What Does Owens Lake Need to Control Its Dust Emissions?

In Dust Control by Frank Elswick

With a new report urging alternative approaches to dust control at Owens Lake, California, regional decision-makers need to invest in sustainable solutions suited to local needs. 

Originally covering about 100 square miles, Owens Lake — located near Bartlett, California — was largely drained in order to provide water for the growing city of Los Angeles at the turn of the last century. Now, the lake covers only about one-third of its former territory, a situation that is causing serious issues regarding dust control and air quality for the surrounding area. 

With so much dried lake bed exposed to the elements, Owens Lake is responsible for a significant amount of particulate matter dispersing throughout the local area. Before any dust control methods were implemented, Owens Lake was to blame for the highest concentration of airborne PM10 anywhere in the United States. While shallow flooding of the lakebed has helped, it’s becoming clear that other methods are needed. 

To that end, the National Academies of Sciences, Engineering, and Medicine released a new report advocating for investment in alternative approaches to dust control. The report — Effectiveness and Impacts of Dust Control Measures for Owens Lake — calls for a reevaluation of dust control methods in the area, with particular attention to be paid to ecological stability, water savings, and local tribal concerns. 

Understanding the National Academies’ Report

While the report from the National Academies of Sciences, Engineering, and Medicine acknowledges that shallow flooding parts of the exposed lakebed have been partially effective, it also notes that this strategy doesn’t do enough to protect local air quality or take environmental and tribal considerations into account. With the Los Angeles Department of Water and Power (LADWP) having already spent $2.1 billion on dust control in the area as of May 2019, it’s become clear that a new, innovative approach is necessary.

The authors of the report make a series of recommendations that any alternative dust control methods should follow. For example, they advocated for a systems approach that weighs key factors, such as air quality, proximity to groundwater, salinity, habitat stability, and water savings potential. The authors also advised that updated dust control strategies should be complementary to the needs of local biodiversity — such as the area’s migratory birds — and tribal concerns about cultural resources.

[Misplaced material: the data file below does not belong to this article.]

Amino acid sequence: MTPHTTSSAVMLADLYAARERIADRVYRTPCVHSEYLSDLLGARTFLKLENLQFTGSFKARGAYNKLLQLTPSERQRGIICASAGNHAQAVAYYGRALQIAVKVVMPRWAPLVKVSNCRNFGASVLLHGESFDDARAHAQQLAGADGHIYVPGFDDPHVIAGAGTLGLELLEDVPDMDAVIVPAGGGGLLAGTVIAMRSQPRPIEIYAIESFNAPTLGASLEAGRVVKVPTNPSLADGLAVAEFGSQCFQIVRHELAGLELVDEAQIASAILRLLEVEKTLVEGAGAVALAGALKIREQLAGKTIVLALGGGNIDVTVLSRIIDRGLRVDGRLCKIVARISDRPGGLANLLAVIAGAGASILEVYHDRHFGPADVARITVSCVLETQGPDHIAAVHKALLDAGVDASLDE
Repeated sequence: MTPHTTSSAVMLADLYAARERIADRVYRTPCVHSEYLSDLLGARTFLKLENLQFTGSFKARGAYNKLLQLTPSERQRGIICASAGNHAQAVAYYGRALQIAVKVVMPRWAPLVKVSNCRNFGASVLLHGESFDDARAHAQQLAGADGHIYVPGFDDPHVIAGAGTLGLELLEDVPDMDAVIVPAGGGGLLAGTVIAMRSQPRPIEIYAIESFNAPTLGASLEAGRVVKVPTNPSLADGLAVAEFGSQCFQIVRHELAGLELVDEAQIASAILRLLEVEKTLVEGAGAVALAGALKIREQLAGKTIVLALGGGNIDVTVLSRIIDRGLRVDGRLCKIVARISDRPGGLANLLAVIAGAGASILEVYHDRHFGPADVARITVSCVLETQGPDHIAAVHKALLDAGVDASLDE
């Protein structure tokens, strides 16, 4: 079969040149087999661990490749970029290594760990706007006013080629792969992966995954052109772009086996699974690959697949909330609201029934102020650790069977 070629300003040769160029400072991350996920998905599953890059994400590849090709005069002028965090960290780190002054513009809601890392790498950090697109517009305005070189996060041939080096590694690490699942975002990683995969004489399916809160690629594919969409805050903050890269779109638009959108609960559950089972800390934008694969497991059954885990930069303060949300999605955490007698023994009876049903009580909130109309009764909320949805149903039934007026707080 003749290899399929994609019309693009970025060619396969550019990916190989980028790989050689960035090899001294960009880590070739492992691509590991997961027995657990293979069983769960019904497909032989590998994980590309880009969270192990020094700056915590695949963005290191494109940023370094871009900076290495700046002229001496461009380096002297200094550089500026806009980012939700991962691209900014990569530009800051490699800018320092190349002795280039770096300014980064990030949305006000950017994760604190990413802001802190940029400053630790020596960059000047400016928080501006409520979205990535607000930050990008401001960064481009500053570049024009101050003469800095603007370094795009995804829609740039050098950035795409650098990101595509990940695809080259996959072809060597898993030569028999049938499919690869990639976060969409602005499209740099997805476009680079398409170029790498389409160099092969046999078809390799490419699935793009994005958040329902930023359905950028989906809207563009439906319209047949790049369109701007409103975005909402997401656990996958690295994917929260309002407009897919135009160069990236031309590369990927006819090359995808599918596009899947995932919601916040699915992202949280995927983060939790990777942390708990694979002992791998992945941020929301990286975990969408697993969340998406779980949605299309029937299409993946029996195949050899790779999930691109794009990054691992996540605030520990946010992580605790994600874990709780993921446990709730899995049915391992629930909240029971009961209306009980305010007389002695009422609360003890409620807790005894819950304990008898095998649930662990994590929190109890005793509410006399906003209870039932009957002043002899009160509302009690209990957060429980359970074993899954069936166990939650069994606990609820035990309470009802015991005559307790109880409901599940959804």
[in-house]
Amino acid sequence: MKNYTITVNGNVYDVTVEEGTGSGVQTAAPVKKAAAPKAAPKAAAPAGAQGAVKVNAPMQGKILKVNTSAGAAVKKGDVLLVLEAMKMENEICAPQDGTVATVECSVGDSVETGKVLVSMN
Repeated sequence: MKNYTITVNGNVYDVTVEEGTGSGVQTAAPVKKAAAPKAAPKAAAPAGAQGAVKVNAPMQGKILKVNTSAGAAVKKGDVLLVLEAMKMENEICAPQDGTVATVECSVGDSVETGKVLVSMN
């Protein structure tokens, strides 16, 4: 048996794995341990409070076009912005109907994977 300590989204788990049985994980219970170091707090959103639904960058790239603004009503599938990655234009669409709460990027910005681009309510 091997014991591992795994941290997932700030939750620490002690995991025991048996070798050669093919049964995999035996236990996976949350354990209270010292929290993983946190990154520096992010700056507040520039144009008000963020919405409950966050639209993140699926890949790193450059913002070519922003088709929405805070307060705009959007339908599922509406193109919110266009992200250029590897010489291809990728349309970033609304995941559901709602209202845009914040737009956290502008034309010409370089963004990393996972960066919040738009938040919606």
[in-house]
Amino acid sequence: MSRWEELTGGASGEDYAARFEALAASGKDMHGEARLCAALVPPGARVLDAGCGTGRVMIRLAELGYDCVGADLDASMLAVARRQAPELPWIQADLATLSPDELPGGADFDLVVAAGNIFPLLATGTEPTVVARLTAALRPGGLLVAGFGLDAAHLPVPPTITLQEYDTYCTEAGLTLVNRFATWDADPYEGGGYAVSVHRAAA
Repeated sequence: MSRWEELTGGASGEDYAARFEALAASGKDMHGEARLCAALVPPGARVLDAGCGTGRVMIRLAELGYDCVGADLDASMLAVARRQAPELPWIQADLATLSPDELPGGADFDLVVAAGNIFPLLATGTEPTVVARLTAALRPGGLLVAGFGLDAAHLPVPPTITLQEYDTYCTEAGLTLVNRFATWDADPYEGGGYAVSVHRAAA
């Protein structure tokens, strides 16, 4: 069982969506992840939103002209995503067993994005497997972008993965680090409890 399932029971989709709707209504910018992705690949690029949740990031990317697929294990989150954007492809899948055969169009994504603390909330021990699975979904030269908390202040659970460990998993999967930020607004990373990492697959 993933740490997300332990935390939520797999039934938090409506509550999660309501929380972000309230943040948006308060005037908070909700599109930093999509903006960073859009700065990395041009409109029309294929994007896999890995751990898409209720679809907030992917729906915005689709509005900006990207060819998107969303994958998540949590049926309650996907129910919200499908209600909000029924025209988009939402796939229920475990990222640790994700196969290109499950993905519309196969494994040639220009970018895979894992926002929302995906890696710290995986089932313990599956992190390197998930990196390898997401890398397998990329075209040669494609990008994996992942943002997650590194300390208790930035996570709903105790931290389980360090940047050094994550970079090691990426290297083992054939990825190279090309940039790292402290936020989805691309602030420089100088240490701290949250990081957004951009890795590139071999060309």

Developing the Best Alternative Dust Control Strategy

As the LADWP and their partners — namely, the Great Basin Unified Air Pollution Control District (GBUAOCD) — consider how best to improve air quality at Owens Lake, they should be looking for cutting-edge dust control solutions that take recommendations from the National Academies of Sciences, Engineering, and Medicine into account. By finding the right alternative dust control products, key decision-makers can get better results than shallow flooding, meet the concerns of local stakeholders, and apply their shared resources more effectively. 

The sophisticated and environmentally friendly suite of dust control products from Midwest Industrial Supply, Inc. can deliver on these goals. At Midwest, we understand that methods like shallow flooding and ecologically intensive chemicals only provide short-term solutions — and can cause a spate of serious issues in the long run. By investing in dust control that takes the specifics of each site into account and that places a premium on sustainability, organizations can cut down on airborne dust, protect their environment, and use their resources wisely. 

Whether you’re in the market for a solution that you can self-apply or you’re interested in Midwest’s comprehensive managed solution, our team of dust control experts is uniquely positioned to help. If you’re ready to invest in dust control that can reduce operating costs and improve health and safety — all while saving you money — Midwest has you covered.

Frank is the sales unit manager of Midwest's road construction and natural paving markets.